If you cannot pay any rent at all, you should obtain legal advice regarding whether any force majeure-type argument  (i.e. for circumstances outside your control) can be raised in the context. This will critically depend on the terms of your lease, and it will be important to obtain professional advice to better understand the implications of using this argument.

Although by no means a certain argument, at least this kind of argument may allow you to:

  • negotiate to terminate the lease; and 
  • cease your obligation to pay rent, although of course you may need to give up possession of the premises as well.

What if the Landlord Threatens to Terminate My Lease After The COVID-19 Crisis is Over?

You should seek long term rent reductions with your landlord to make your situation sustainable.  Continuing to trade and explore sale options (or other exit options) whilst not paying rent is obviously a very difficult option to maintain for any significant period of time after this crisis has passed.

 If you cannot reach agreement on long term reductions, the landlord will likely issue a breach notice at some point if agreement cannot be reached after the termination moratorium is over. Depending on your lease and the legislation in your state or territory, you may have only seven or 14 days to rectify the breach.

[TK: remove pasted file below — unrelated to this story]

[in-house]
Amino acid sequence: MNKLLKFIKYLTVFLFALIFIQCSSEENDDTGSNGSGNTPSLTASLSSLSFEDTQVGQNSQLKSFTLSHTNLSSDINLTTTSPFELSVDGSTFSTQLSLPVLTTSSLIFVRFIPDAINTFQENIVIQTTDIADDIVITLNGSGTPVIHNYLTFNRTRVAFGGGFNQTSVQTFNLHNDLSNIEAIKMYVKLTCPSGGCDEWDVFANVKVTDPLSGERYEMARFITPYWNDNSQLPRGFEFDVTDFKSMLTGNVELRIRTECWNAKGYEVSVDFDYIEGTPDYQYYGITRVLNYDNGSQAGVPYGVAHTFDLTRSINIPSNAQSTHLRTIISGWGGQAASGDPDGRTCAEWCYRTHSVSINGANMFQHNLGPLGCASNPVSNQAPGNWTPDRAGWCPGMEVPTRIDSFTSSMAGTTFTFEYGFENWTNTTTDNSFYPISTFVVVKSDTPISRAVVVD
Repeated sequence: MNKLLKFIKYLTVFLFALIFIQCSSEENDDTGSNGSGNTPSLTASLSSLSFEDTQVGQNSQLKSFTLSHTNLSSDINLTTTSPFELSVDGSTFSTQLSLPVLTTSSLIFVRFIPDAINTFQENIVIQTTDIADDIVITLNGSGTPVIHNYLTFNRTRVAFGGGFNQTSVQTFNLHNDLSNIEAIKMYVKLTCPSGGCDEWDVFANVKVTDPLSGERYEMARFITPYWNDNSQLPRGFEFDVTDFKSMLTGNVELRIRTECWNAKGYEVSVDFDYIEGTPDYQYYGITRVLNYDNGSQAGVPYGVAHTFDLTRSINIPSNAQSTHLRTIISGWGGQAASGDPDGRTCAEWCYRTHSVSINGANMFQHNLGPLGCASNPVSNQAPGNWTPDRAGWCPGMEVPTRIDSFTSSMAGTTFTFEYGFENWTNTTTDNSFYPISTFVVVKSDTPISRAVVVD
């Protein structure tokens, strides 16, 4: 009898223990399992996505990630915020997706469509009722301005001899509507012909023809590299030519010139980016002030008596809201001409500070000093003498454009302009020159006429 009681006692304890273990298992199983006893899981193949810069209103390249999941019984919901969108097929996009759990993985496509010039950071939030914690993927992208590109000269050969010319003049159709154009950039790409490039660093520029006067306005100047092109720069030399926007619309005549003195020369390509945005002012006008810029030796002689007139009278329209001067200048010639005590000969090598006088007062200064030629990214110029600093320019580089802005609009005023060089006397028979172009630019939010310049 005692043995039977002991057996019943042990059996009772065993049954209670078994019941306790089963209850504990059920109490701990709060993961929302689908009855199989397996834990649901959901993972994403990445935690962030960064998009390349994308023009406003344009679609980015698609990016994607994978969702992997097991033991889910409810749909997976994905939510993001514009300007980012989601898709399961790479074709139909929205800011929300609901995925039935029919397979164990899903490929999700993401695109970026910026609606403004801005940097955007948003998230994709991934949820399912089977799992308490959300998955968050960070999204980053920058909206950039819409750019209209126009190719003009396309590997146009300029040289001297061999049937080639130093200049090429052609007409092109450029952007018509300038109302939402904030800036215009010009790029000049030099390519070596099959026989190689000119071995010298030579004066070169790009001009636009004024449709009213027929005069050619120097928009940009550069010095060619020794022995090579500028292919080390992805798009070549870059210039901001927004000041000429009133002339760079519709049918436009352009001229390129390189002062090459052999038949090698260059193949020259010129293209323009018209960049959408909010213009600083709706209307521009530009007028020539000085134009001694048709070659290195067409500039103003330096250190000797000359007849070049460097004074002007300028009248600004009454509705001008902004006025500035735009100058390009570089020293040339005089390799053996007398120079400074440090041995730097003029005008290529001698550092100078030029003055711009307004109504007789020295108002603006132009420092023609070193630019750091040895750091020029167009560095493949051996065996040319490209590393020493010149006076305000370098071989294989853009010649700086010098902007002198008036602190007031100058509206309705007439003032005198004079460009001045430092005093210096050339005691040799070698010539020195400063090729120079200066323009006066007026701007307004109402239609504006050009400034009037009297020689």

You should have reasonable bargaining power to negotiate a sustainable rent given the landlord may have few options even after the crisis to obtain alternative tenants.  However some tenants may face aggressive landlords who will push for a return to full rent once the crisis has passed.

Worst Case Scenario

If the worst case does look like happening you do not want to end up locked out of your lease with your equipment and personal assets inside. When this happens, the tenant’s assets are often ‘held hostage’ until you reach some kind of settlement.

There are legal ways to access your assets and the landlord should give you the opportunity to remove your assets and personal items. However, your landlord should not terminate your lease without warning. If you know that your landlord is going to terminate your lease, you should remove your valuable assets out of the store in an orderly fashion as soon as possible. 

Depending on your lease, it is generally not necessary to inform your landlord which assets are entering and exiting the premises. If you are locked out or terminated, you should get legal advice to:

  • assess your options; and 
  • consider whether you need to make a formal claim to get access to your assets. 

Key Takeaways

If your retail business is struggling, you should obtain legal advice regarding your options as soon as possible. This will allow you to take considered action at the earliest possible time. If you find yourself in this situation, you should:

  1. assess your current situation;
  2. compare your risks;
  3. negotiate proactively using the new legislative environment to your advantage; and
  4. decide your next move if the landlord does not agree (particularly if this occurs once the moratorium on lease terminations has ceased).

Many people keep their heads in the sand when a business becomes loss-making. However, this only results in a delay in addressing the problems and may deepen the losses you face. If you need help with your retail lease, contact LegalVision’s leasing lawyers on 1300 544 755.